$n$ $\backslash$ $k$&\mbox{}\hfill0&\mbox{}\hfill1&\mbox{}\hfill2&\mbox{}\hfill3&\mbox{}\hfill4&\mbox{}\hfill5&\mbox{}\hfill6&\mbox{}\hfill7&\mbox{}\hfill8&\mbox{}\hfill9&\mbox{}\hfill10&\mbox{}\hfill11&\mbox{}\hfill12&\mbox{}\hfill13\\\hline
0~~&\mbox{}\hspace*{\fill}\textbf{ 1}\\
1~~&\mbox{}\hspace*{\fill}\textbf{ 1}&\mbox{}\hspace*{\fill}\textbf{ 0}\\
2~~&\mbox{}\hspace*{\fill}\textbf{ 1}&\mbox{}\hspace*{\fill}\textbf{ 0}&\mbox{}\hspace*{\fill}\textbf{ 0}\\
3~~&\mbox{}\hspace*{\fill}\textbf{ 1}&\mbox{}\hspace*{\fill}\textbf{ 1}&\mbox{}\hspace*{\fill}\textbf{ 1}&\mbox{}\hspace*{\fill}\textbf{ 1}\\
4~~&\mbox{}\hspace*{\fill}\textbf{ 1}&\mbox{}\hspace*{\fill}\textbf{ 2}&\mbox{}\hspace*{\fill}\textbf{ 3}&\mbox{}\hspace*{\fill}\textbf{ 2}&\mbox{}\hspace*{\fill}\textbf{ 0}\\
5~~&\mbox{}\hspace*{\fill}\textbf{ 1}&\mbox{}\hspace*{\fill}\textbf{ 3}&\mbox{}\hfill 5 &\mbox{}\hspace*{\fill}\textbf{ 4}&\mbox{}\hspace*{\fill}\textbf{ 0}&\mbox{}\hspace*{\fill}\textbf{ 0}\\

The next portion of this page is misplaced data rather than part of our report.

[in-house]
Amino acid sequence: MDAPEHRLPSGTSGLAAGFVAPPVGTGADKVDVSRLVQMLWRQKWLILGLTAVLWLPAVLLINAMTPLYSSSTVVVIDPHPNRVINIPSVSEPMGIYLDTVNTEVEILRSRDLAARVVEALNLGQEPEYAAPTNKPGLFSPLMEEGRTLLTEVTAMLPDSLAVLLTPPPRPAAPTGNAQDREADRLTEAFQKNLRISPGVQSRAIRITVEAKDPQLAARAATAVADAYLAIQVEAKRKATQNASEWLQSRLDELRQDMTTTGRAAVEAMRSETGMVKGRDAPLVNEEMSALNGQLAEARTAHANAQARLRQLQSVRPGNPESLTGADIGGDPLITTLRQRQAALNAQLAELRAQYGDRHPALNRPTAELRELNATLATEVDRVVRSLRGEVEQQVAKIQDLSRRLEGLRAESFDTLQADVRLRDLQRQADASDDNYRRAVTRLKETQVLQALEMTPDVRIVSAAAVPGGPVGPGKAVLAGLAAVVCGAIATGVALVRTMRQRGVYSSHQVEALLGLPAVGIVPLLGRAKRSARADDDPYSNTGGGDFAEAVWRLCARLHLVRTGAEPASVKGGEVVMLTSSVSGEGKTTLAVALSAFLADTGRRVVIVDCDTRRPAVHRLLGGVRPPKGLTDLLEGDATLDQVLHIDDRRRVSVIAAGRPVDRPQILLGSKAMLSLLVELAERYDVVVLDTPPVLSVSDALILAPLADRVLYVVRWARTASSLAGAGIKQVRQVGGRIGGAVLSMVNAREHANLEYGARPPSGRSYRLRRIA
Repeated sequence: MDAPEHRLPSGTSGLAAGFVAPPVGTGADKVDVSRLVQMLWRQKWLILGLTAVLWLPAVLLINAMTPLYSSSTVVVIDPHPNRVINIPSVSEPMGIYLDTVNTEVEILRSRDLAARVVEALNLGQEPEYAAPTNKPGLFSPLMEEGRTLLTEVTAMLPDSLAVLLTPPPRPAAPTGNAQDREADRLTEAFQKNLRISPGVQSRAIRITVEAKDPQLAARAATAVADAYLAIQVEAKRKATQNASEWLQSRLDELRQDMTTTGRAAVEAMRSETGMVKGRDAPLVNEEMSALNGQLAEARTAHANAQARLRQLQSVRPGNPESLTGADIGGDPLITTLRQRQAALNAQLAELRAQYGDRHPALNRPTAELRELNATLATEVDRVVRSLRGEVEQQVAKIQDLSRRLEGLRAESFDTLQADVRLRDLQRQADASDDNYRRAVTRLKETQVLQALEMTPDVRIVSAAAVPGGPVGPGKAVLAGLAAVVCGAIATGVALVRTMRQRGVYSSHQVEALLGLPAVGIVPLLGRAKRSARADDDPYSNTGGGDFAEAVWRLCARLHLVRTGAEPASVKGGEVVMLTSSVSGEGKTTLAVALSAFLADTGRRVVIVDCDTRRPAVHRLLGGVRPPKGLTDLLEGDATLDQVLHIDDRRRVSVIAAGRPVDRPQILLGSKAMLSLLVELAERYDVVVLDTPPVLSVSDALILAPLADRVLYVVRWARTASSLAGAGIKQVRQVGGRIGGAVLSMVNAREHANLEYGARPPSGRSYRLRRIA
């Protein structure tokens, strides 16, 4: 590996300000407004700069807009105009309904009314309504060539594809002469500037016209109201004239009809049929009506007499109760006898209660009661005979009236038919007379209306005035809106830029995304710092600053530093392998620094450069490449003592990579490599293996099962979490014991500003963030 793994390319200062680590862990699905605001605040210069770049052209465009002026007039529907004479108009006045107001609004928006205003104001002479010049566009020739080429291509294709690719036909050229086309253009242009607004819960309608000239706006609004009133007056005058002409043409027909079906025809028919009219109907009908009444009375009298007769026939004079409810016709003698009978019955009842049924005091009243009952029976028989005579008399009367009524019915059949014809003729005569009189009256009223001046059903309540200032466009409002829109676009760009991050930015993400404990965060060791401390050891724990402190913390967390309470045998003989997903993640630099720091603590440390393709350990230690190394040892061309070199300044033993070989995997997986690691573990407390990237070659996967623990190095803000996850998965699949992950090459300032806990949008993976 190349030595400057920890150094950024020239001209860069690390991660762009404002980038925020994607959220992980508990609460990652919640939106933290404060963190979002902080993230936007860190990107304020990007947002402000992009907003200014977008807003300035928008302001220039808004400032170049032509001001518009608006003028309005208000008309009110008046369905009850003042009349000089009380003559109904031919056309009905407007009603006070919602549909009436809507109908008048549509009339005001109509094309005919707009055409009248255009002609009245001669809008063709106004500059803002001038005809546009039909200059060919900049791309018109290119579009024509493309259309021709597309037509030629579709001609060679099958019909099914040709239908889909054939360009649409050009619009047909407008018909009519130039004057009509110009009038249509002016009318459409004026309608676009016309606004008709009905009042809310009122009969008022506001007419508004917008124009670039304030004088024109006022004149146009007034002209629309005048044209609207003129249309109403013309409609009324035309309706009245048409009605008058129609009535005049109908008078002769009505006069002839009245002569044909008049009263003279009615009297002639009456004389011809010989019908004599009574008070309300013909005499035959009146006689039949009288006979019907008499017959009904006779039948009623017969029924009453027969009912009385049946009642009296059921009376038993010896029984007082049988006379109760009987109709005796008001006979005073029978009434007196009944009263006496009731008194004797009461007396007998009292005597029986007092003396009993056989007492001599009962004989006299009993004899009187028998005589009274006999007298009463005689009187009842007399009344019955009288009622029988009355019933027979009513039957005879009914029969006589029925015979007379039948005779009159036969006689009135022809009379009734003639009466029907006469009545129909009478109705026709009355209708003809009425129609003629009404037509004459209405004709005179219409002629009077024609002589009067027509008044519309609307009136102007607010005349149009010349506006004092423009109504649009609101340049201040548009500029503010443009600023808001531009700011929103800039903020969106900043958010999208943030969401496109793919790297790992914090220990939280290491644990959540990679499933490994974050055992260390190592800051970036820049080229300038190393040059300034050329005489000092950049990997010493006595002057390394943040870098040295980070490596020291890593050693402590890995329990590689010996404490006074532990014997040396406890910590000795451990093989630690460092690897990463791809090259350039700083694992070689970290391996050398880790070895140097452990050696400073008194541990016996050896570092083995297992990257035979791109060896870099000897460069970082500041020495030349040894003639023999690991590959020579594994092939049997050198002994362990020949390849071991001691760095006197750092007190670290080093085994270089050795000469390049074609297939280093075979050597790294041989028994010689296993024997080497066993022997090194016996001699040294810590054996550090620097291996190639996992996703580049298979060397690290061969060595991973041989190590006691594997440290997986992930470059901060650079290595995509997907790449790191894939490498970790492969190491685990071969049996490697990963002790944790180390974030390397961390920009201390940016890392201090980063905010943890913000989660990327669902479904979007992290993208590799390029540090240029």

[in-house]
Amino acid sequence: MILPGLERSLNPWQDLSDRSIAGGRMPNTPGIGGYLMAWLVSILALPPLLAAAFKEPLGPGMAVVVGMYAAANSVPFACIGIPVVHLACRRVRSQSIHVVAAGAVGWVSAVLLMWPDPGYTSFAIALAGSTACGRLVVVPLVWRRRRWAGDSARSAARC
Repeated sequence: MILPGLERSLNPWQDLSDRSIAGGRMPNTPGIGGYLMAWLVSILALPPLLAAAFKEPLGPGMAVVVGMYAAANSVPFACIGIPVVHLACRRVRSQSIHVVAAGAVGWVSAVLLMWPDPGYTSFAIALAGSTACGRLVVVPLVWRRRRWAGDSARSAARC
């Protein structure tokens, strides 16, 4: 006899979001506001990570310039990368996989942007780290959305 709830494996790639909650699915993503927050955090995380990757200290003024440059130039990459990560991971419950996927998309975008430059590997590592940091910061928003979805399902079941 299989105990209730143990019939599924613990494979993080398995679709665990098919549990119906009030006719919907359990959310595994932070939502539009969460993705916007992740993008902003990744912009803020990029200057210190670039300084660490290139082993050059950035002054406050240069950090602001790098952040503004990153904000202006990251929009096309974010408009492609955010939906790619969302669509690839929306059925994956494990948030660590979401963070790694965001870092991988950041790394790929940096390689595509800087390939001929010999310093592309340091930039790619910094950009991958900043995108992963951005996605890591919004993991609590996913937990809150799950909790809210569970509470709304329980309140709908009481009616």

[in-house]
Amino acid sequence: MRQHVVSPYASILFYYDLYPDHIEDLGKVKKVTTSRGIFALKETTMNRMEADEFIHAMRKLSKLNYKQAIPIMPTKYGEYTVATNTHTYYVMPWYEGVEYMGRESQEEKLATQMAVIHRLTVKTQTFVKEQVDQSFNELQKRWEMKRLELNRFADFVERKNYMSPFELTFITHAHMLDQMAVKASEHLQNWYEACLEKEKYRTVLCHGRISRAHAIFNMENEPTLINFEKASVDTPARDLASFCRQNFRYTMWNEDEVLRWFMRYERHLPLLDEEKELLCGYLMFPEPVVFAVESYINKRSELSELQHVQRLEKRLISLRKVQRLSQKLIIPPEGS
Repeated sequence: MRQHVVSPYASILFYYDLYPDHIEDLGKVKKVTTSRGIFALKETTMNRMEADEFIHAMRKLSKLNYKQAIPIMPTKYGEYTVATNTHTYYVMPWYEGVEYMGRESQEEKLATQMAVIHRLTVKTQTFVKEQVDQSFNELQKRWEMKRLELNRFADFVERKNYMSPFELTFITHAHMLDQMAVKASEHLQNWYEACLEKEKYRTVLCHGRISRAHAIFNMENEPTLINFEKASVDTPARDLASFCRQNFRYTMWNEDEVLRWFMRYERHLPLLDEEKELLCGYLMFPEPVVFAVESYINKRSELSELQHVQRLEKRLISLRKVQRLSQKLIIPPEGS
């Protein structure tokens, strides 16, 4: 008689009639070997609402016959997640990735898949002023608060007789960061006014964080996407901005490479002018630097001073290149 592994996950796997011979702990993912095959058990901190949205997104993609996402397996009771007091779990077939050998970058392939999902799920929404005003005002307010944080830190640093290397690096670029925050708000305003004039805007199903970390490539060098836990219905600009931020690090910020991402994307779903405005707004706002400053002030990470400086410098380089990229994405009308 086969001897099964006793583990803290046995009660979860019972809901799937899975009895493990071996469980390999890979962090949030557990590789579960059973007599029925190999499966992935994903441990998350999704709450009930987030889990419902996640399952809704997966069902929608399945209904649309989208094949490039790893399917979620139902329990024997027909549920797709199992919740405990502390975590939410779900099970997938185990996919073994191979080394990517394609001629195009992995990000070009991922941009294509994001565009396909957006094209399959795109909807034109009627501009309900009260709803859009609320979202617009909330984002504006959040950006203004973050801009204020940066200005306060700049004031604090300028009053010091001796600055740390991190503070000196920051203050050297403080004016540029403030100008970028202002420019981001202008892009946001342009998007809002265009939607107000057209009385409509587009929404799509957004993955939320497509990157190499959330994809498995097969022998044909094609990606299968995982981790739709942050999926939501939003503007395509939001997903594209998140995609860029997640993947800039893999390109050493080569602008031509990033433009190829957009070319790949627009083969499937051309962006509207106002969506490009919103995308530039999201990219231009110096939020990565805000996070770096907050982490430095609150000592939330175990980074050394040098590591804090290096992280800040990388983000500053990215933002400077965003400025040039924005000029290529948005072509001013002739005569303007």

6~~&\mbox{}\hspace*{\fill}\textbf{ 1}&\mbox{}\hspace*{\fill}\textbf{ 4}&\mbox{}\hfill 8 &\mbox{}\hspace*{\fill}\textbf{ 8}&\mbox{}\hspace*{\fill}\textbf{ 4}&\mbox{}\hspace*{\fill}\textbf{ 2}&\mbox{}\hspace*{\fill}\textbf{ 1}\\
7~~&\mbox{}\hspace*{\fill}\textbf{ 1}&\mbox{}\hspace*{\fill}\textbf{ 5}&\mbox{}\hfill 12 &\mbox{}\hfill 16 &\mbox{}\hfill 13 &\mbox{}\hspace*{\fill}\textbf{ 9}&\mbox{}\hspace*{\fill}\textbf{ 3}&\mbox{}\hspace*{\fill}\textbf{ 0}\\
8~~&\mbox{}\hspace*{\fill}\textbf{ 1}&\mbox{}\hspace*{\fill}\textbf{ 6}&\mbox{}\hfill 17 &\mbox{}\hfill 28 &\mbox{}\hspace*{\fill}\textbf{ 30}&\mbox{}\hfill 22 &\mbox{}\hspace*{\fill}\textbf{ 9}&\mbox{}\hspace*{\fill}\textbf{ 0}&\mbox{}\hspace*{\fill}\textbf{ 0}\\
9~~&\mbox{}\hspace*{\fill}\textbf{ 1}&\mbox{}\hspace*{\fill}\textbf{ 7}&\mbox{}\hfill 23 &\mbox{}\hfill 45 &\mbox{}\hfill 58 &\mbox{}\hfill 51 &\mbox{}\hspace*{\fill}\textbf{ 27}&\mbox{}\hspace*{\fill}\textbf{ 9}&\mbox{}\hspace*{\fill}\textbf{ 3}&\mbox{}\hspace*{\fill}\textbf{ 1}\\
10~~&\mbox{}\hspace*{\fill}\textbf{ 1}&\mbox{}\hspace*{\fill}\textbf{ 8}&\mbox{}\hfill 30 &\mbox{}\hfill 68 &\mbox{}\hfill103 &\mbox{}\hfill108 &\mbox{}\hfill 78 &\mbox{}\hfill 40 &\mbox{}\hspace*{\fill}\textbf{ 18}&\mbox{}\hspace*{\fill}\textbf{ 4}&\mbox{}\hspace*{\fill}\textbf{ 0}\\